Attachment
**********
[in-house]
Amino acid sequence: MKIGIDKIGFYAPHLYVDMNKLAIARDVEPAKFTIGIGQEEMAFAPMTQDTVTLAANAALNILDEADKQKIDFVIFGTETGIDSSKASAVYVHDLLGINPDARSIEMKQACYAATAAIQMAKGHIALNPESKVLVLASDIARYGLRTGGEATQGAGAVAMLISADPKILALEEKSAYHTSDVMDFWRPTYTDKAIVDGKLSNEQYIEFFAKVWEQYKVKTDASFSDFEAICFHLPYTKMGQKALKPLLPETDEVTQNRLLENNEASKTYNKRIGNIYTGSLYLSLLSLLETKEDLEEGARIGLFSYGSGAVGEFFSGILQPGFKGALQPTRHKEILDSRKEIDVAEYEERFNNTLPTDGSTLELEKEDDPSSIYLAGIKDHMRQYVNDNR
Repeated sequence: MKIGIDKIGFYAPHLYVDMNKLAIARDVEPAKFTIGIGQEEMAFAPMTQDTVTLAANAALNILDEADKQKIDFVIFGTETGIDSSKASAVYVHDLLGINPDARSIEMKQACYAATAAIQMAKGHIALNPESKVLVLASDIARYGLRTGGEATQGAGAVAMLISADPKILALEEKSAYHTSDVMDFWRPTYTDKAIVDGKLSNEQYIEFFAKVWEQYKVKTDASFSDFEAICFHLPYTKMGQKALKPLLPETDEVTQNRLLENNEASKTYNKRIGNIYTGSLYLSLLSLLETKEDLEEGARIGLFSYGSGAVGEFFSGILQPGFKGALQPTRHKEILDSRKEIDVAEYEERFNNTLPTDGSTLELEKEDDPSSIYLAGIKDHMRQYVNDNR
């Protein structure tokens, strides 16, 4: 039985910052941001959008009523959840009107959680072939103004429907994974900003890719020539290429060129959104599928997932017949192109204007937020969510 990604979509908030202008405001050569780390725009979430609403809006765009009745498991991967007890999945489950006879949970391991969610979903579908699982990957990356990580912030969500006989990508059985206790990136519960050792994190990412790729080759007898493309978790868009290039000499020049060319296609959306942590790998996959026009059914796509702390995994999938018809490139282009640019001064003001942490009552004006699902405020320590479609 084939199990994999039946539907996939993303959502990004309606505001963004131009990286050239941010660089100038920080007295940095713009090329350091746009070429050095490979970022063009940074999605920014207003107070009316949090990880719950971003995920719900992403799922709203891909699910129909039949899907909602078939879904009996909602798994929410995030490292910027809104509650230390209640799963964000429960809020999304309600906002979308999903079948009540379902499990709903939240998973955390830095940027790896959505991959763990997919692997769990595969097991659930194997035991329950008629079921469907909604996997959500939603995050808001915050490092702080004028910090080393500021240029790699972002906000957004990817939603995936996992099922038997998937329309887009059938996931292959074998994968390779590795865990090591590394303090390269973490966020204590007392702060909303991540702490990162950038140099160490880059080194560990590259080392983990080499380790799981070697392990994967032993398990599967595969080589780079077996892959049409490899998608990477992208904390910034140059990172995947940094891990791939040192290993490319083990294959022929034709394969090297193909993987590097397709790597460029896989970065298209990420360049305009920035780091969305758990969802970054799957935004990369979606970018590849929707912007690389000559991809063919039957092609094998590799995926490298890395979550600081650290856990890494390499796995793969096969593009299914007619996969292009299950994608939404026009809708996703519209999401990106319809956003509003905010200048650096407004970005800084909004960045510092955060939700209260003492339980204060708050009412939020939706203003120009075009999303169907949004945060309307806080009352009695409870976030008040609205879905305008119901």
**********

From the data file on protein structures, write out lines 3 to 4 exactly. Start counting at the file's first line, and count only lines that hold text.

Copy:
Repeated sequence: MKIGIDKIGFYAPHLYVDMNKLAIARDVEPAKFTIGIGQEEMAFAPMTQDTVTLAANAALNILDEADKQKIDFVIFGTETGIDSSKASAVYVHDLLGINPDARSIEMKQACYAATAAIQMAKGHIALNPESKVLVLASDIARYGLRTGGEATQGAGAVAMLISADPKILALEEKSAYHTSDVMDFWRPTYTDKAIVDGKLSNEQYIEFFAKVWEQYKVKTDASFSDFEAICFHLPYTKMGQKALKPLLPETDEVTQNRLLENNEASKTYNKRIGNIYTGSLYLSLLSLLETKEDLEEGARIGLFSYGSGAVGEFFSGILQPGFKGALQPTRHKEILDSRKEIDVAEYEERFNNTLPTDGSTLELEKEDDPSSIYLAGIKDHMRQYVNDNR
């Protein structure tokens, strides 16, 4: 039985910052941001959008009523959840009107959680072939103004429907994974900003890719020539290429060129959104599928997932017949192109204007937020969510 990604979509908030202008405001050569780390725009979430609403809006765009009745498991991967007890999945489950006879949970391991969610979903579908699982990957990356990580912030969500006989990508059985206790990136519960050792994190990412790729080759007898493309978790868009290039000499020049060319296609959306942590790998996959026009059914796509702390995994999938018809490139282009640019001064003001942490009552004006699902405020320590479609 084939199990994999039946539907996939993303959502990004309606505001963004131009990286050239941010660089100038920080007295940095713009090329350091746009070429050095490979970022063009940074999605920014207003107070009316949090990880719950971003995920719900992403799922709203891909699910129909039949899907909602078939879904009996909602798994929410995030490292910027809104509650230390209640799963964000429960809020999304309600906002979308999903079948009540379902499990709903939240998973955390830095940027790896959505991959763990997919692997769990595969097991659930194997035991329950008629079921469907909604996997959500939603995050808001915050490092702080004028910090080393500021240029790699972002906000957004990817939603995936996992099922038997998937329309887009059938996931292959074998994968390779590795865990090591590394303090390269973490966020204590007392702060909303991540702490990162950038140099160490880059080194560990590259080392983990080499380790799981070697392990994967032993398990599967595969080589780079077996892959049409490899998608990477992208904390910034140059990172995947940094891990791939040192290993490319083990294959022929034709394969090297193909993987590097397709790597460029896989970065298209990420360049305009920035780091969305758990969802970054799957935004990369979606970018590849929707912007690389000559991809063919039957092609094998590799995926490298890395979550600081650290856990890494390499796995793969096969593009299914007619996969292009299950994608939404026009809708996703519209999401990106319809956003509003905010200048650096407004970005800084909004960045510092955060939700209260003492339980204060708050009412939020939706203003120009075009999303169907949004945060309307806080009352009695409870976030008040609205879905305008119901």